Relation between lactic acid steady-state and muscle oxygenation in elite cyclists


  • M Mantovani University of Insubria, Varese, Italy
  • M Bongi Team Colombia, Adro, Italy
  • A Bandera Nirox srl, Brescia, Italy


Background & Purpose. In cycling, several physiological values are taken into account to evaluate the performance level of each athlete and/or to plan his training program. One of these values is the maximal power output corresponding to the lactic acid steady-state. To find this power value, it is necessary to test the athlete by an incremental protocol to collect all the physiological parameters necessary to program a subsequent square-wave test, during which it is possible to measure directly this power output. This procedure takes a long time. Bellotti et al. showed that the lactic acid steady-state may be determined by measuring the deoxygenated haemoglobin by NIRS technique in healthy subjects (Bellotti et al., 2013: Med Sci Sports Exerc. 45(6): pp1208-16). We wanted to verify if it is possible, in elite cyclists, to detect the power output corresponding to the lactic acid steady-state using the NIRS technique during a single incremental test.Methods. The experiment was carried on 15 male, elite cyclists participating in international U23 races: 212 years, 1.760.08 m, 66.16.9 kg (avgs, n=15). We used an incremental protocol on a stationary bike (Monark 818 equipped with SRM system, Figure 1 left) consisting on five loads of 360 s each, starting from 0.85 w kg-1 followed by 1w kg-1 increment until the last load at 4.85 w kg-1. Total and oxygenated haemoglobin (tHb and HbO2) were continuously measured in the vastus lateralis of the left quadriceps muscle by NIRS technique (Figure 1 right, NIMO, NIROX, Brescia, Italy), and lactic acid concentration (AL) was measured by Accusport (Bishop, 2011: Sport Med, 22, pp525-530) at 180 s and the end of the last three loads defined as Wlow = 2.970.12 w kg-1, Wmedium =3.930.11 w kg-1 and Whigh = 4.900.14 w kg-1 (avgs, n=15). Pedalling cadence was 1.5÷1.6 Hz. We calculated  the time variation of AL (AL/t) and the time rate of tHb and HbO2 (tHb/t and HbO2/t) by a linear interpolation of the NIRS data during the time interval between 180 s and the end of Wlow, Wmedium and Whigh. Twelve participants completed the entire protocol whereas three stopped between 300 and 320 s of Whigh.Results and Discussion. Figure 2 shows a typical experimental record. The subject pedals against the incremental load (continuous line) while muscular oxygenation (dotted line) and AL (point and continuous line) were measured during the last three loads. During exercise at Wlow, all the participants showed an increase both of tHb (upper trace) and HbO2 (intermediate trace) due to peripheral vasodilatation (Grassi et al. 1999: J Appl Physiol; 87, pp348-355). The values of AL at 180 s of Wlow (3.10.8 mM; avgs, n=15) were always greater than AL at the end of Wlow and seemed to be too high for elite athletes. This result may be due to early lactate production; at the end of Wlow, AL decreased to a value compatible with the mechanical power at that moment (1.70.5 mM; avgs, n=15). During exercise at Wmedium the participants reached the AL steady-state: there was no difference between AL measured at 180 s and 360 s (2.30.6 vs 2.70.7 mM; avgs, n=15) and AL/t is 1.792.19 µM s-1 (avgs, n=15). NIRS measurements showed that the muscle oxygenation was about constant: tHb/t and HbO2/t were - 0.00240.0081 µM s-1and -0.00610.0124 µM s-1 respectively (avgs, n=15). Figure 3 shows AL/ttHb/t and HbO2/t plotted as a function of power output; note that the linear function of AL/t (continuous line) and HbO2/t (dotted line) reach zero at the same point very near to a Wmedium. According to Grassi (1999), during and incremental exercise, the onset of lactic acid accumulation is related the beginning of the haemoglobin desaturation. During exercise at Whigh we measured a sharp increase of AL and a decrease of muscle oxygenation: AL/t was 12.768.11 µM s-1 (avgs, n=15) and tHb/t and HbO2/t were -0.00970.0165 µMs-1; and -0.01500.0151 µMs-1 respectively; (avgs, n=15).Figure 4 shows AL/t as a function of HbO2/t. The linear function through all the experimental data passed very close to the axis origin, showing a strong relation between the AL steady-state and the HbO2 steady-state. This point of coincidence is very near to Wmedium.Conclusion. We measured the AL steady-state at 3.75 w kg-1 and the muscular oxygenation steady-state at 3.74 w kg-1. This suggest that it is possible to determine the power output corresponding to the AL steady-state during in incremental protocol, only measuring the muscular oxygenation by NIRS technique.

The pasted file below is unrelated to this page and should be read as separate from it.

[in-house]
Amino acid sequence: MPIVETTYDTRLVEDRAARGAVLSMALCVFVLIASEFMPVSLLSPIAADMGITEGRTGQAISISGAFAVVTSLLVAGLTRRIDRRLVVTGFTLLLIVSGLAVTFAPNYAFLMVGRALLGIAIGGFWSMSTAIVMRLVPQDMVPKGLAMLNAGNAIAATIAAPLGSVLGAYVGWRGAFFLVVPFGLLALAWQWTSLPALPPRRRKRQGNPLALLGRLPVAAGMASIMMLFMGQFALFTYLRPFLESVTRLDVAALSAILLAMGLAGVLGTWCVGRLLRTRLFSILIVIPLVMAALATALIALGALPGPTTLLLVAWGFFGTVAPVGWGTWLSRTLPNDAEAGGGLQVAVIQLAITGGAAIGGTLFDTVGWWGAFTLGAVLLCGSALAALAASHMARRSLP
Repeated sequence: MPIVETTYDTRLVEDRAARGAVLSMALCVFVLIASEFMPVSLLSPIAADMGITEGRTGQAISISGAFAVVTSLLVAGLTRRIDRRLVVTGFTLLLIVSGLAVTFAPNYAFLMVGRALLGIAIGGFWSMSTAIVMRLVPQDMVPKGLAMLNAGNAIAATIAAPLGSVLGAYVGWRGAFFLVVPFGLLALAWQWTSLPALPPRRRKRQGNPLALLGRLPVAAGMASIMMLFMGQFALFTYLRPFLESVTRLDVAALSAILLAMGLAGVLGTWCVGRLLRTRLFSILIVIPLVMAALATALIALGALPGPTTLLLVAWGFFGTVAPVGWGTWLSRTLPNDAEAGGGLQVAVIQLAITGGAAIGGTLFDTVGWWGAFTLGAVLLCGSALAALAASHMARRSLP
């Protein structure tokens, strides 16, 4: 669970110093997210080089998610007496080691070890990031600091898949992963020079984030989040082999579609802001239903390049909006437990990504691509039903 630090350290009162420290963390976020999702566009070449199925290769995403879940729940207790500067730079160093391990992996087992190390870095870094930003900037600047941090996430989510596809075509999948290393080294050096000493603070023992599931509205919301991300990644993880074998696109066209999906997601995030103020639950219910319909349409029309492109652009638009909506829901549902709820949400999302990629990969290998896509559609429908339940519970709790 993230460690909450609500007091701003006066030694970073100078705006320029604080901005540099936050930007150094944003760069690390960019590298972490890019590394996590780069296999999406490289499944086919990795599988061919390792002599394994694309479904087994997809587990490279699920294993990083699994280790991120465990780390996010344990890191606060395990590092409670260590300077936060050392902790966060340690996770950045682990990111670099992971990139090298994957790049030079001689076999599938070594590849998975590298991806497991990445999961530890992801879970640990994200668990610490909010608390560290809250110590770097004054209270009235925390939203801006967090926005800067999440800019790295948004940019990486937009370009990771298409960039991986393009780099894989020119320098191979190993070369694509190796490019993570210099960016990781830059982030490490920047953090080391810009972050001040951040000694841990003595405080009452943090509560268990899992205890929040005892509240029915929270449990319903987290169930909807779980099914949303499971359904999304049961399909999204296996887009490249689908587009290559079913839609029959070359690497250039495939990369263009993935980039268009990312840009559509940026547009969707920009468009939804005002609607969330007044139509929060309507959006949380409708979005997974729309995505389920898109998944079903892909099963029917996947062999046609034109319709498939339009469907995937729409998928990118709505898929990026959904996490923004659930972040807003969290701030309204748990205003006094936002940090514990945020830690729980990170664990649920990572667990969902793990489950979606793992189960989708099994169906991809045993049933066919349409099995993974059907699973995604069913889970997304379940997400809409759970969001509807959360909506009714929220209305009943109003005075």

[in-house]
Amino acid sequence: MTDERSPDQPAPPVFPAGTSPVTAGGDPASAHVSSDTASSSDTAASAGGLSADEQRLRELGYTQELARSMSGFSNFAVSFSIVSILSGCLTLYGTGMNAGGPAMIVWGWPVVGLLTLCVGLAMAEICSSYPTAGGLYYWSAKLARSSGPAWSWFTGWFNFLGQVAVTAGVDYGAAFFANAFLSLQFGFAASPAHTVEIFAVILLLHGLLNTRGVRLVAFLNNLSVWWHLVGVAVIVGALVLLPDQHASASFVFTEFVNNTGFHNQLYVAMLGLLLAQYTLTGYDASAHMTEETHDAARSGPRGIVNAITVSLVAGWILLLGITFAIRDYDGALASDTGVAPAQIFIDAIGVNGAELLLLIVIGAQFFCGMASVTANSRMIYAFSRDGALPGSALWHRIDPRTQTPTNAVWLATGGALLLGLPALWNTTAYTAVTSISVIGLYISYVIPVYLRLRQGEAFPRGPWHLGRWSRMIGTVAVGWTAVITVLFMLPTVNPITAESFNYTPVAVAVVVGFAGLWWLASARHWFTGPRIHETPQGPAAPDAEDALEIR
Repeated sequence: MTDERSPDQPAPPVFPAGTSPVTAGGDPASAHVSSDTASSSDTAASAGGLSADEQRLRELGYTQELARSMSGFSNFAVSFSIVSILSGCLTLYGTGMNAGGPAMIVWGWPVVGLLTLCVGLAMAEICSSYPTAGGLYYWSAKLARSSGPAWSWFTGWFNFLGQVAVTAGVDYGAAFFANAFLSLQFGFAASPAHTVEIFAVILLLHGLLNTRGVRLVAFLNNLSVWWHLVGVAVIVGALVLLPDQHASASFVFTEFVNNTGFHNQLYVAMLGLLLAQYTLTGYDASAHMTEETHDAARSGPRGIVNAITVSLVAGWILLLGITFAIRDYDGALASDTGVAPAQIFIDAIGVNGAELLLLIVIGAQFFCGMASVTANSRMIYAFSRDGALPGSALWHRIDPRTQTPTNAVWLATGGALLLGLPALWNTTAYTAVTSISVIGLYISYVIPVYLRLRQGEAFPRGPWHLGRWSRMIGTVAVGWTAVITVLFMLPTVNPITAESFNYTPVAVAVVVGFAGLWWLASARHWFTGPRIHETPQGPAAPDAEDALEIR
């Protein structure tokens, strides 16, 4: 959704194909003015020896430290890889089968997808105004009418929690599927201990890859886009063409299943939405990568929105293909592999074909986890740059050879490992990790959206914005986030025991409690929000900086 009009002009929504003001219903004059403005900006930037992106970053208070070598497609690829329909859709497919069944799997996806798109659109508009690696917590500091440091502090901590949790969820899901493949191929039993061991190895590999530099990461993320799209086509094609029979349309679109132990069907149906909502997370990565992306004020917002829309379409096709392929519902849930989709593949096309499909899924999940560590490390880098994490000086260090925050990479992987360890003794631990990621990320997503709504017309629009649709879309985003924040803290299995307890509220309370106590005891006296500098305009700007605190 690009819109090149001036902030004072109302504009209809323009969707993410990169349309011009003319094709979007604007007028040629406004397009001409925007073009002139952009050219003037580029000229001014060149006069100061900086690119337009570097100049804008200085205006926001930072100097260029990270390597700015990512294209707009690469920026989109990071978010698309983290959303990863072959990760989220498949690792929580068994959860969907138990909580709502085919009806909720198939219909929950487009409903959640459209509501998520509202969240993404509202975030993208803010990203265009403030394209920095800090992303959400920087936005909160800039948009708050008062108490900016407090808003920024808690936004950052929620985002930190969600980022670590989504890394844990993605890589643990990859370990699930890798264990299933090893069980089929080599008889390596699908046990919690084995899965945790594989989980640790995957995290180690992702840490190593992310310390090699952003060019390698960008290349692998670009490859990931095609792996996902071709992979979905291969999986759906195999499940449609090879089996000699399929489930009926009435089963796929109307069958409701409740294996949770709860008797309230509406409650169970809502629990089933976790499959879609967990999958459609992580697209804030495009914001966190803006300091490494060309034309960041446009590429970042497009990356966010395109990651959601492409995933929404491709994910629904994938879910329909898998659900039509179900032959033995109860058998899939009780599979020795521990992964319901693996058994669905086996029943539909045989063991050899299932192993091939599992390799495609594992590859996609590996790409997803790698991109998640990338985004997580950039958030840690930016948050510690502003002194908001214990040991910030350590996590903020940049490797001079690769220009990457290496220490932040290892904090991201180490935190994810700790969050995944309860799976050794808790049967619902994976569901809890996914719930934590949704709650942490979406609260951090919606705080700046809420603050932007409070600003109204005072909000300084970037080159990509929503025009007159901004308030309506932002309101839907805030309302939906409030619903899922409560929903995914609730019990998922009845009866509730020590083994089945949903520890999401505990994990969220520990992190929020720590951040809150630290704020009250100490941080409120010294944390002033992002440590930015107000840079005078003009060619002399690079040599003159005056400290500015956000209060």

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Author Biography

M Mantovani, University of Insubria, Varese, Italy

Universidad Miguel Hernández, Elche.
Spanish Cycling Federation.
Movistar Team, UCI Pro Tour Cycling Team, Pamplona, Spain.



How to Cite

Mantovani, M., Bongi, M., & Bandera, A. (2014). Relation between lactic acid steady-state and muscle oxygenation in elite cyclists. Journal of Science and Cycling, 3(2), 29-31. Retrieved from